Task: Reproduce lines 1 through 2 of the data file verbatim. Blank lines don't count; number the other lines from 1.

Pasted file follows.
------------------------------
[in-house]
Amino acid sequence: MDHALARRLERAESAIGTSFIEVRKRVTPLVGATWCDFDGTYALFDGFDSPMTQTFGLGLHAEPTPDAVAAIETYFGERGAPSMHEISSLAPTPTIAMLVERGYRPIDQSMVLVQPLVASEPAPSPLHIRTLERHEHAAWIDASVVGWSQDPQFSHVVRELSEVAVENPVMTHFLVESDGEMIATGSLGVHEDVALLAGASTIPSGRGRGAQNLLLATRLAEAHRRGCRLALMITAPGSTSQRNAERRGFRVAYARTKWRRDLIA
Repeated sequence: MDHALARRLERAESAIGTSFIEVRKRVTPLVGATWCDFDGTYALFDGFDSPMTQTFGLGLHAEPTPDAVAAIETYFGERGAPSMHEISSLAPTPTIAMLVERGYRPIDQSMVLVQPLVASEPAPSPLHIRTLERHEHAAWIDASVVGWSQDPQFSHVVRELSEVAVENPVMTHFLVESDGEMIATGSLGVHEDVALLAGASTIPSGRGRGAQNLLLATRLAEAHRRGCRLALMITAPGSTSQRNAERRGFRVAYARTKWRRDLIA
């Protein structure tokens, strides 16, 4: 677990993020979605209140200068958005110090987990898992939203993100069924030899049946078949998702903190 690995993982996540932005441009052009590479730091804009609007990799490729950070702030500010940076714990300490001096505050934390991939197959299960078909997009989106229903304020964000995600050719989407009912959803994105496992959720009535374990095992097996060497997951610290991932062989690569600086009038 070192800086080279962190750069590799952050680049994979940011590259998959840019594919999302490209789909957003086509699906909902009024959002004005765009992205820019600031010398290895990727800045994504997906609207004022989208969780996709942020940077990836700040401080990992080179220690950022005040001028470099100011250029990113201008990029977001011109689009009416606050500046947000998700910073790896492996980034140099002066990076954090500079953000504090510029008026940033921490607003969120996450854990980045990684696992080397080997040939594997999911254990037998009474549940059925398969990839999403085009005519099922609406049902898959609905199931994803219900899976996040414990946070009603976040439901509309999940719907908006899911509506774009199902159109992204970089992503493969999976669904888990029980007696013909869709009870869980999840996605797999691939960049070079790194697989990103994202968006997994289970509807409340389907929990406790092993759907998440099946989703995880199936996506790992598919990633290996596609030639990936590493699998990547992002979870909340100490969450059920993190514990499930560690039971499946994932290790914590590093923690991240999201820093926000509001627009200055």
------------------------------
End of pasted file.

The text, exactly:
[in-house]
Amino acid sequence: MDHALARRLERAESAIGTSFIEVRKRVTPLVGATWCDFDGTYALFDGFDSPMTQTFGLGLHAEPTPDAVAAIETYFGERGAPSMHEISSLAPTPTIAMLVERGYRPIDQSMVLVQPLVASEPAPSPLHIRTLERHEHAAWIDASVVGWSQDPQFSHVVRELSEVAVENPVMTHFLVESDGEMIATGSLGVHEDVALLAGASTIPSGRGRGAQNLLLATRLAEAHRRGCRLALMITAPGSTSQRNAERRGFRVAYARTKWRRDLIA